Support » Requests and Feedback » WordPress wants to turn my blog into a wiki

  • It was with great dismay that I read the changelog of v2.6. Version 2.6 apparently tracks the differences between versions of a blog post, like Wikipedia. I have a Wikimedia wiki on my website, and having to retain a record of every change causes the MySQL database associated with it to be much larger than the databases for my very active forum and frequently updated blog.

    While a blog post won’t normally see as many revisions as an article on a wiki, I will usually edit each blog post well over a dozen times to see how it looks so far, catch my spelling and grammar mistakes, alter wording to better convey my message, correct factual errors, add updates when new information becomes available, and generally improve the quality of my posts, even weeks after I publish them. While most changes are minor, I sometimes add or remove entire paragraphs. To me, writing is a process, and a blog post is never really finished. I fear that my approach to blogging will cause my MySQL database to become enormous, perhaps beyond the limits set by my webhost. I regard this as a feature that I don’t want or need, and one that will be detrimental to me. I can’t afford to upgrade.

    I don’t write this expecting a response, or hoping that my one vote against will accomplish anything. For what it’s worth, I just wanted to be on record as saying that I regard this feature as a problem, and therefor v2.5.1 will be my last my last version of WordPress.

Viewing 7 replies - 1 through 7 (of 7 total)
  • I think the revisioning system is useful for blogs with multiple authors/editors, but it is rather overkill for most single user blogs.

    WordPress is trying too hard to be all things to all people. It should stick to what it does best. If I want a wiki, I’ll use wiki software, if I want a proper CMS, I’ll use a proper CMS.

    If WordPress went back to its roots and focussed on making a better blogging experience instead of bloating it with features that most people don’t need, it would encourage me to continue using it. As it stands, I’m in the same boat as you.

    While I need to continue using WP on a couple of sites due to the sheer time investment involved in getting them to where they are, I certainly won’t be using it for anything in the future.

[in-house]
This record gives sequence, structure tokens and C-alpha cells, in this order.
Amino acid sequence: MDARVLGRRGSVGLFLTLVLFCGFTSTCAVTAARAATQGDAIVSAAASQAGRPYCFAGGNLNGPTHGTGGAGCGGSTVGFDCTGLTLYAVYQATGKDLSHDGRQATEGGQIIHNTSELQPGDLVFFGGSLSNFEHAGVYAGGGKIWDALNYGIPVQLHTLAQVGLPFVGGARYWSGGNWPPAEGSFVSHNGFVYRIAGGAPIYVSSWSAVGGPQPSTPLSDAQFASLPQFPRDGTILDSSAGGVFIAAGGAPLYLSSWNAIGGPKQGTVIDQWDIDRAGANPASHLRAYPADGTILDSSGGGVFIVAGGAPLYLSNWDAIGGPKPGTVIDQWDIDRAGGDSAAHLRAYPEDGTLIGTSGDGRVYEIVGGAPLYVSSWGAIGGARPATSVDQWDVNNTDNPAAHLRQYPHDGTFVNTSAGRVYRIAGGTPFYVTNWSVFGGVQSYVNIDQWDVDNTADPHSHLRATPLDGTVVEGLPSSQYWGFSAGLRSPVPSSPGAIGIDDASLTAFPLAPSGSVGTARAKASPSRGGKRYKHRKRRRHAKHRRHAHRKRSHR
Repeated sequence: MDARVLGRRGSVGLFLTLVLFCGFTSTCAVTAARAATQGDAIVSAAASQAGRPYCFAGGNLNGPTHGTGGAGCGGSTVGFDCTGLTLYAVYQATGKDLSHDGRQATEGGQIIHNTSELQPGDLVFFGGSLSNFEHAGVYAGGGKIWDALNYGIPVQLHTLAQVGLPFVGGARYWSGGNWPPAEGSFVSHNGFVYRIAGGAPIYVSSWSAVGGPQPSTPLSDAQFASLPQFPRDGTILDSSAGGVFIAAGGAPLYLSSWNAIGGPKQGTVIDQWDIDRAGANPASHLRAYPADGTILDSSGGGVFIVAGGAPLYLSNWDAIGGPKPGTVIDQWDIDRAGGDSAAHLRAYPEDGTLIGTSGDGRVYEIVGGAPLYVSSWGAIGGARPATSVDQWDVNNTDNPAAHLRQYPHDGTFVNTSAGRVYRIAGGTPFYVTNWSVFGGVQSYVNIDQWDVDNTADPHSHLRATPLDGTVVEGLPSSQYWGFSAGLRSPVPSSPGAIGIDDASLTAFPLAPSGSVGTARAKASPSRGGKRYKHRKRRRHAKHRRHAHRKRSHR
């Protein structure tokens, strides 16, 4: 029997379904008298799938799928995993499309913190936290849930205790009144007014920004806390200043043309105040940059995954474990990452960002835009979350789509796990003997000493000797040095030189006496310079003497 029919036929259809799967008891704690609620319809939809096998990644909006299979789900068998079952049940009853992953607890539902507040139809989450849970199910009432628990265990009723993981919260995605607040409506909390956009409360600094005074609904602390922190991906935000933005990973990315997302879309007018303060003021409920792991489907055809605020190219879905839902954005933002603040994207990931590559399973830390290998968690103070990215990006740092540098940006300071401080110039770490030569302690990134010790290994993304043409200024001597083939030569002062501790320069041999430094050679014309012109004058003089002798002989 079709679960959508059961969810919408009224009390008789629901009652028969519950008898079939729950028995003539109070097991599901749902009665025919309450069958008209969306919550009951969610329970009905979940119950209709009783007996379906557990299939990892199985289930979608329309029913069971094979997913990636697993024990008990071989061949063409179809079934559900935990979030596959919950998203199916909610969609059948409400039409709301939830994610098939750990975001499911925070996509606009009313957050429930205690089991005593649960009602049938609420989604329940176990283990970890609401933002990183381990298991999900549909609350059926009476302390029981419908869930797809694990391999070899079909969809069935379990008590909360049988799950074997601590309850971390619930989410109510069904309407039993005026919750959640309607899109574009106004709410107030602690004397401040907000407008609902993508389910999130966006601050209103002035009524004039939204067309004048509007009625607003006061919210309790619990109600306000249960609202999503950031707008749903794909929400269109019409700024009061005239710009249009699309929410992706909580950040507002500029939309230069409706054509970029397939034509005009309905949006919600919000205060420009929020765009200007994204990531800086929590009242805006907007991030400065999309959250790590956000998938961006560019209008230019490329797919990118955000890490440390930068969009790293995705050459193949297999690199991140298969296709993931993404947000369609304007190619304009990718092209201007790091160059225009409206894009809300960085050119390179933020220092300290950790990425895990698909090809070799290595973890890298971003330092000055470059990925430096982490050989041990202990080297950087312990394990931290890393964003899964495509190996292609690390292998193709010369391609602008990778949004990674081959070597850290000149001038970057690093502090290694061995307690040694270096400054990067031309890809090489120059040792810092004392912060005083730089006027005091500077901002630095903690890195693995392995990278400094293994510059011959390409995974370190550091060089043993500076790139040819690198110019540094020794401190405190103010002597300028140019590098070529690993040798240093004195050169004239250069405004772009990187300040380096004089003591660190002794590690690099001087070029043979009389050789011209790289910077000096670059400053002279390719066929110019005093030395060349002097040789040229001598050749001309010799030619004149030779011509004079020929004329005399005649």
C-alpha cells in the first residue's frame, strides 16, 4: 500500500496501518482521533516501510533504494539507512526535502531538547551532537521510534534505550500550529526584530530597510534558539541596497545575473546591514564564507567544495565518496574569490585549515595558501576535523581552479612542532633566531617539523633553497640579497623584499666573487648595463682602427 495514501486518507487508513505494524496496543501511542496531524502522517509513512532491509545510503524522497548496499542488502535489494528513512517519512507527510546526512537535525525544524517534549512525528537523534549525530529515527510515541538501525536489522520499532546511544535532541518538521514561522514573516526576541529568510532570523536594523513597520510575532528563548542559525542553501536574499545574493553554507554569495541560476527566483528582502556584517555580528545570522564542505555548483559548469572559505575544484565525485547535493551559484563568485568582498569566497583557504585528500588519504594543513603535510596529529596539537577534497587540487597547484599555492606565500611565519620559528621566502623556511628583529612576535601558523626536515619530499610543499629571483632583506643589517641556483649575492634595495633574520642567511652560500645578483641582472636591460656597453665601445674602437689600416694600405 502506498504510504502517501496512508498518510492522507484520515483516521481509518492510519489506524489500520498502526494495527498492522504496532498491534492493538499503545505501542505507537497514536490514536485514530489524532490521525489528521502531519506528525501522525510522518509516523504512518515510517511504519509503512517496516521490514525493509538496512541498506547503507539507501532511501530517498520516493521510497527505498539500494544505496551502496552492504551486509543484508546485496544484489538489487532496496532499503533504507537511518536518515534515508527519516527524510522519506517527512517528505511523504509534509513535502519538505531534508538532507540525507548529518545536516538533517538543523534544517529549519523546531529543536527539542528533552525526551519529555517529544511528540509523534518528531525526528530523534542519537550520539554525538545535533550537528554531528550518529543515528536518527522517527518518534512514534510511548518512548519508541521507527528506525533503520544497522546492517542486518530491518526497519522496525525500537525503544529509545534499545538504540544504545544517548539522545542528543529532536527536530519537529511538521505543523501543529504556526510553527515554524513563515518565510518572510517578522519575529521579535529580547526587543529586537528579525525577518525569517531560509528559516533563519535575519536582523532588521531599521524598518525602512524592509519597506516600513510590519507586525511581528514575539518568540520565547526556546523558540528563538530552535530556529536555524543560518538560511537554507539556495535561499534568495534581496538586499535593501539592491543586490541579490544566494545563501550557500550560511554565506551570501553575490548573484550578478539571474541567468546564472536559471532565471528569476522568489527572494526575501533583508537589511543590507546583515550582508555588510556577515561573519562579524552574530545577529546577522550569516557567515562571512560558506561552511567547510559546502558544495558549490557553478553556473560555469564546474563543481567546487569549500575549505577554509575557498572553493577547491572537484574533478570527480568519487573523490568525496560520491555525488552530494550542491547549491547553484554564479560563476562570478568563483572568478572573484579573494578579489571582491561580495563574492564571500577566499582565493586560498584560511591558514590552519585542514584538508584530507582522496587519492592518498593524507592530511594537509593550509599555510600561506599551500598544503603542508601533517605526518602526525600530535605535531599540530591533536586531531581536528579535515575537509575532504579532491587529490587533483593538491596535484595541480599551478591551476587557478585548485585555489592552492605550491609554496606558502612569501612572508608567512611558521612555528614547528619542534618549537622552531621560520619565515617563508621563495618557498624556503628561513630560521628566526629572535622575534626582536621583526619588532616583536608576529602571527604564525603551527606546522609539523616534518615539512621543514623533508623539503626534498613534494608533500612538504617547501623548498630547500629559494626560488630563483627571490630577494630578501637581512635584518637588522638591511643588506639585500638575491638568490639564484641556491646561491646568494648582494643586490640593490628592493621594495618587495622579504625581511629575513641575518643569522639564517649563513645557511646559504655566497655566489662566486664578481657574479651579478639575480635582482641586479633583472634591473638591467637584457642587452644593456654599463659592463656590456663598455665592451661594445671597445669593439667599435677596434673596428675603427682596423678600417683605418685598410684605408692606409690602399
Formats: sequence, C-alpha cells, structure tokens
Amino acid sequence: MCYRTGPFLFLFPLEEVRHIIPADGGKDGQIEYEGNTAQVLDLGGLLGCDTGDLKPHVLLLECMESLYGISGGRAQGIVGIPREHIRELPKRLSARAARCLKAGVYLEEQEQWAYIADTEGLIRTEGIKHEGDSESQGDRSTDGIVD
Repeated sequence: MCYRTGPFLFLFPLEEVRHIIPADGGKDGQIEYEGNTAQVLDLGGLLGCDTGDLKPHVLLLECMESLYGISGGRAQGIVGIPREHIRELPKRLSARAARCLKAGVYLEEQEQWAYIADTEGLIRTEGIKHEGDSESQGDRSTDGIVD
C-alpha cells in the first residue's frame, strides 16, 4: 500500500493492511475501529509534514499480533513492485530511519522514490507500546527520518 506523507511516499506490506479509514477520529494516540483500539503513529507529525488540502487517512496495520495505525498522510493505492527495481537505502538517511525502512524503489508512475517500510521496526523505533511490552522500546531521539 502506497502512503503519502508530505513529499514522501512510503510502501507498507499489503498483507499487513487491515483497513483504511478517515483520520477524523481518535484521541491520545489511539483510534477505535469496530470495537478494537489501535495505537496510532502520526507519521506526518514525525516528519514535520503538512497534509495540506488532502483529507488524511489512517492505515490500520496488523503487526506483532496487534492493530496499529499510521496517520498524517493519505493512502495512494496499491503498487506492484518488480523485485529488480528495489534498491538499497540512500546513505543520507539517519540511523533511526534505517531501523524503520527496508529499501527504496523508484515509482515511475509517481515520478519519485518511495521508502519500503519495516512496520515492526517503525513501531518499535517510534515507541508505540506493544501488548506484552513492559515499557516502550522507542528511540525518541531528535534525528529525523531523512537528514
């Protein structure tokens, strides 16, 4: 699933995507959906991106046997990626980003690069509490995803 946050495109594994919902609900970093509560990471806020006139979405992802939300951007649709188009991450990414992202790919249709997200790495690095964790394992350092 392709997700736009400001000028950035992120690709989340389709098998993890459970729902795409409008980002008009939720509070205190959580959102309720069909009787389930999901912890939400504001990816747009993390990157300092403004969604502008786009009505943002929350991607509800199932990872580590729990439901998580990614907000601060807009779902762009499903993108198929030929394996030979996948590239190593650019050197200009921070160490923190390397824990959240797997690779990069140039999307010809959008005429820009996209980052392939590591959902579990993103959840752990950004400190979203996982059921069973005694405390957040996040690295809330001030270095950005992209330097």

With each new version I check the changelog for an option to turn off post revisions. I haven’t seen one, but I have read a post in which a user complains about a new revision being created every time he hits preview. He’s annoyed that his post now has 61 revisions. I would be, too. Post revision is probably a useful feature for people hosting blogs with multiple editors, but the rest of us regard it as a nuisance that fills up our MySQL database space with useless bloat. Here’s hoping that you can turn it off in v2.8. Until then, stick with 2.5.

    Hurray for IanD!

    Still kind of a shame that a third party had to create a plugin to fix a feature that potentially makes maintaining a WordPress blog unsustainable. Hopefully this functionality will be incorporated into the next version.

    Having lost more than one long, complex post because I failed to save, I like having the automatic save – and even the revisions. But once I’ve published, I want an easy way to delete the revisions that were made because I don’t need them any more.

    Is there a plugin for that?

    Never mind. I just found Revision Control, which allows me to limit the number of revisions that are saved and easily delete them when I no longer need them, or disallow revisions completely!

    Oh frabjous day!

    I really hope this gets folded into the core code.

    I added a suggestion to include a way to delete revisions, or limit them. If you agree, please go vote here:

Viewing 7 replies - 1 through 7 (of 7 total)
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